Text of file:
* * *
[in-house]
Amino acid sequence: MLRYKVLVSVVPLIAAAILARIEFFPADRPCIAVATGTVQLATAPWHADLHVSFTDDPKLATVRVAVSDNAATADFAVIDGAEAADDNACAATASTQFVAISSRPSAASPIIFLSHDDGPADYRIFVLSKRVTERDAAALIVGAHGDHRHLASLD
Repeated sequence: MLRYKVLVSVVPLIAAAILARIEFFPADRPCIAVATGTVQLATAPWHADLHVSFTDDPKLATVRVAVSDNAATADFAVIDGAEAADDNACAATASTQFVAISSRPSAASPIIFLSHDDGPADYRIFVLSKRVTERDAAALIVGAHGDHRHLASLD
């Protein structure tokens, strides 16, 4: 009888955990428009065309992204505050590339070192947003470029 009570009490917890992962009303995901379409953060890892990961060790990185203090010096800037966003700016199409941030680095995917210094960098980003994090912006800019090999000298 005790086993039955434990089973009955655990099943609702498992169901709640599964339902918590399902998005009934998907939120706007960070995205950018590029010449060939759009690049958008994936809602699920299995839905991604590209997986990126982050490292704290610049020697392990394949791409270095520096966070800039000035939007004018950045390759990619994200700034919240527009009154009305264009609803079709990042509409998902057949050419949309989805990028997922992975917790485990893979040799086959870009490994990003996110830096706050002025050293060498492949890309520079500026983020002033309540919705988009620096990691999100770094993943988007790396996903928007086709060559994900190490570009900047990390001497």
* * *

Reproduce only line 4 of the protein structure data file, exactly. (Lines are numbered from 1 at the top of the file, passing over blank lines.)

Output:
């Protein structure tokens, strides 16, 4: 009888955990428009065309992204505050590339070192947003470029 009570009490917890992962009303995901379409953060890892990961060790990185203090010096800037966003700016199409941030680095995917210094960098980003994090912006800019090999000298 005790086993039955434990089973009955655990099943609702498992169901709640599964339902918590399902998005009934998907939120706007960070995205950018590029010449060939759009690049958008994936809602699920299995839905991604590209997986990126982050490292704290610049020697392990394949791409270095520096966070800039000035939007004018950045390759990619994200700034919240527009009154009305264009609803079709990042509409998902057949050419949309989805990028997922992975917790485990893979040799086959870009490994990003996110830096706050002025050293060498492949890309520079500026983020002033309540919705988009620096990691999100770094993943988007790396996903928007086709060559994900190490570009900047990390001497």